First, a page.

19  Hemingway's second volume of short stories, “Men without Women” (1927), contains "The Killers," about a man who refuses to run from gangsters determined to kill him; "The Light of the World," dealing with Nick Adams's premature introduction to the sickening world of prostitution and homosexuality; and "The Undefeated," concerning an aging bullfighter whose courage and dedication constitute a moral victory in the face of physical defeat and death.  After contracting anthrax while on his honeymoon in Grau-du-Roi with his second wife, Pauline Pfeiffer, Hemingway revealed his passionate interest in bull-fighting in Death in the Afternoon (1932), a humorous and inventive nonfiction study.  In 1933, Hemingway authored his final collection of short stories, “Winner Take Nothing”; this volume, containing his most bitter and disillusioned writing, deals almost exclusively with emotional breakdown, impotence, and homosexuality. Brief Summaries of Hemingway’s Published Novels and Additional Literary Works

20  According to additional evaluation, Hemingway’s Death in the Afternoon and Green Hills of Africa, an account of big‐game hunting with digressions on literary matters, demonstrate a further cultivation of the primitive and brutal levels, contrasted with the hollow culture that had cheated his generation.  Hemingway's African safari in 1934 provided the material for another nonfiction work, The Green Hills of Africa (1935), as well as two of his finest short stories, "The Short Happy Life of Francis Macomber" and "The Snows of Kilimanjaro." Both stories concern attainment of self-realization and moral integrity through contact with fear and death. Brief Summaries of Hemingway’s Published Novels and Additional Literary Works

21  In To Have and Have Not (1937), written in response to the 1930s depression, Hemingway exposed an interest – for the first time — in a possible solution of social problems through collective action. (The novel, inadequately conceived and poorly executed, deals with a Florida smuggler whose illegal activities and frequent brutalities mask his sense of ethics and strength of character. Mortally wounded by the gangsters with whom he has been dealing, the individualistic hero comes to the startling realization that "One man alone ain't got no—chance").  This attitude continued in newspaper articles from Spain about its civil war, whose espionage was the subject of his realistic play, “The Fifth Column,” adapted for the stage (1940) by Benjamin Glazer, and printed in “The Fifth Column and the First Forty ‐ Nine Stories” (1938). Brief Summaries of Hemingway’s Published Novels and Additional Literary Works

22  The chief political catalyst in Hemingway's life was the Spanish Civil War.  In 1936 he had returned to Spain as a newspaper reporter and participated in raising funds for the Spanish Republic until the war's conclusion in 1939.  In 1937 he collaborated on the documentary film “The Spanish Earth.”  Hemingway's only writing during this period was his aforementioned play, “The Fifth Column,” a sincere but dramatically ineffective attempt to portray the conditions prevailing during the siege of Madrid.  Seventeen months after that war ended, Hemingway completed For Whom the Bell Tolls (1940).  His longest and most ambitious novel, it describes an American professor's involvement with a loyalist guerrilla band and his brief, idyllic love affair with a Spanish girl.  A vivid, intelligently conceived narrative, it is written in less lyrical and more dramatic prose than his earlier work.  Hemingway deliberately avoided having the book used as propaganda, despite its strained attempt at an affirmative resolution, by carefully balancing fascist atrocities with a heartless massacre by a peasant mob. Brief Summaries of Hemingway’s Published Novels and Additional Literary Works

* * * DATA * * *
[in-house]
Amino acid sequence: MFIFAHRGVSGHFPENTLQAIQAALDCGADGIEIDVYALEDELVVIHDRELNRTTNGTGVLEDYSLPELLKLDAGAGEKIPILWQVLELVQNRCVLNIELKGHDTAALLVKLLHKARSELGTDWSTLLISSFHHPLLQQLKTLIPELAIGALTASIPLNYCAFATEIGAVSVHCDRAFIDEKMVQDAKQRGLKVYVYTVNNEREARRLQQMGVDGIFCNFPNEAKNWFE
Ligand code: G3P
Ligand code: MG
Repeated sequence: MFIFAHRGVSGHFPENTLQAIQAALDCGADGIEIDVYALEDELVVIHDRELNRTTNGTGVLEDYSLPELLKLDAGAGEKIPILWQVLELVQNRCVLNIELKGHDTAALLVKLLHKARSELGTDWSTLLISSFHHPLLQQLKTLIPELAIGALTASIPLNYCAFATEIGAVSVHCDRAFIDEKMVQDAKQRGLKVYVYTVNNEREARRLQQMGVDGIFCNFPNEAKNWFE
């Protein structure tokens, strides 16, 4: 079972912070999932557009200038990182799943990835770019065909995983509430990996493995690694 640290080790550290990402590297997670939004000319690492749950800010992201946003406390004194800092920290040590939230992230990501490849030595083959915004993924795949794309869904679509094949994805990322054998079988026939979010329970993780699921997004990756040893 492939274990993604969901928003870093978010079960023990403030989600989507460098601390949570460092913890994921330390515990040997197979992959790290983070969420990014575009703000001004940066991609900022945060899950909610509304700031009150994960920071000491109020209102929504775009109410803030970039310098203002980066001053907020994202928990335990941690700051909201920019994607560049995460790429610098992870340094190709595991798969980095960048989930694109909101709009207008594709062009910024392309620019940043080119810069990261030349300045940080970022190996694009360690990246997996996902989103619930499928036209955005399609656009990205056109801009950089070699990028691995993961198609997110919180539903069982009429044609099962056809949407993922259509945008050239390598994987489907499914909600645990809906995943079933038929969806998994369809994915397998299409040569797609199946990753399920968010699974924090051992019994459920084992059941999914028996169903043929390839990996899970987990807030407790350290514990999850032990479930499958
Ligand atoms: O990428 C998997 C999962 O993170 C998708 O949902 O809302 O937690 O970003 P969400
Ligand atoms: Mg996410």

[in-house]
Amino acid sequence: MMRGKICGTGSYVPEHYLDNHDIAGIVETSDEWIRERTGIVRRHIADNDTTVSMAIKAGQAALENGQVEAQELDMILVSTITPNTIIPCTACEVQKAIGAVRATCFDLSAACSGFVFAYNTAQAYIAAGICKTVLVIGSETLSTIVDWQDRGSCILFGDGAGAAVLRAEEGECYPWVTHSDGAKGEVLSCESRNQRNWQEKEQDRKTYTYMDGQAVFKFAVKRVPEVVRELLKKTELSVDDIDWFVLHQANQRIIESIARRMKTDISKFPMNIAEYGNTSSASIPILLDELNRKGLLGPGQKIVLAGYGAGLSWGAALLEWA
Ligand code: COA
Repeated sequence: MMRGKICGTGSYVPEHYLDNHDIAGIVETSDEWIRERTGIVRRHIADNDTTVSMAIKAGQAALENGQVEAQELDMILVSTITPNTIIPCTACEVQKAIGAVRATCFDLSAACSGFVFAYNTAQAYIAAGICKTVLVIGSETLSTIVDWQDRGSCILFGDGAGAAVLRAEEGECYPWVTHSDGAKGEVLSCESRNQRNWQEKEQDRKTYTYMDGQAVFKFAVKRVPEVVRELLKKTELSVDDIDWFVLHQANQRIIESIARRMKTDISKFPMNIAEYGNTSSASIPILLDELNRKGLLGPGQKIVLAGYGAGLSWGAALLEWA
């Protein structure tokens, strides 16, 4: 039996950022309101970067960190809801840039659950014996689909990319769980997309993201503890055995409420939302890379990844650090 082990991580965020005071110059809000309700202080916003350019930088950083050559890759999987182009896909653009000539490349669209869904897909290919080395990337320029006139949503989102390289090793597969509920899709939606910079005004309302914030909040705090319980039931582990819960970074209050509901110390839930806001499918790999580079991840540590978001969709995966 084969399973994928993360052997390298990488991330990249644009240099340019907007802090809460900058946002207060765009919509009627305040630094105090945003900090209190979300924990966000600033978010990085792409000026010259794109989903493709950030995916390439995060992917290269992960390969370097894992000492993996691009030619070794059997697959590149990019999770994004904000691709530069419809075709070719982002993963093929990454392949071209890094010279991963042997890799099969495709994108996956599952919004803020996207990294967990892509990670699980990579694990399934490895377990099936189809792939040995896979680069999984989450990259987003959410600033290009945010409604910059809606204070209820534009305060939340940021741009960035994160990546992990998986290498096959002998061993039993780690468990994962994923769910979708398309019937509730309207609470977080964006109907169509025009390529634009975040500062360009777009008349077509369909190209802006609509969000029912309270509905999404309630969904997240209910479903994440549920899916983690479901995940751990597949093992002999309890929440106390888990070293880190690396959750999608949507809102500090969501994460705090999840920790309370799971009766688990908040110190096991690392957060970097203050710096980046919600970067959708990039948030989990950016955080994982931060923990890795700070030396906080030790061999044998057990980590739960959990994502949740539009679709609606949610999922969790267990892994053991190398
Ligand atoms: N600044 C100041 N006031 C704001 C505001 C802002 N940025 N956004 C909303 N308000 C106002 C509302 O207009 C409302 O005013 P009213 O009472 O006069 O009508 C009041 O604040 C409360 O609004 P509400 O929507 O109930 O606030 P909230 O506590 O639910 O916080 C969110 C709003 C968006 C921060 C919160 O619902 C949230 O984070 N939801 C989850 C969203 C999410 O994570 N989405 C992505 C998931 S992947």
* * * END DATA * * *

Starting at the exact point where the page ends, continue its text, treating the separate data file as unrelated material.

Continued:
23  In 1942, Hemingway edited an anthology titled: Men at War.  However, he issued no new novel until “Across the River and into the Trees” (1950), which was considered to reveal that Hemingway had become bitter and defeatist like his tale's protagonist, an aging colonel.  With “The Old Man and the Sea” (1952), a parable of man against nature in a poignant novelette, Hemingway recaptured his critical acclaim, recognized in a Pulitzer Prize for fiction (1953) and a Nobel Prize for literature (1954). Brief Summaries of Hemingway’s Published Novels and Additional Literary Works

24  In his last years, Hemingway published nothing, due to his severely ailing physical condition throughout the final stages of his life, prior to committing suicide by gunshot.  However, several posthumous works followed, most notably Islands in the Stream (1970), a novel in three parts that illustrated a painter's unsatisfactory marriage, his affection for his sons, their deaths, his bravery in war, his pleasure in deep‐sea fishing, and his loneliness.  Another novel, written previously by Hemingway in the 1940s, edited and published in 1986, titled The Garden of Eden, begins with the honeymoon of an enticing young couple, David and Catherine Bourne, he a reputable author, she an heiress, who separate over serious sexual differences.  Subsequent compilations include The Wild Years (1962), his journalism for the Toronto Star; By ‐ Lines (1967), selected journalism of four decades; The “Nick Adams Stories” (1972), eight of them previously unpublished; and three collections of verse, the last and most inclusive being “88 Poems” (1979).  Furthermore, “Selected Letters” was issued in 1981. Brief Summaries of Hemingway’s Published Novels and Additional Literary Works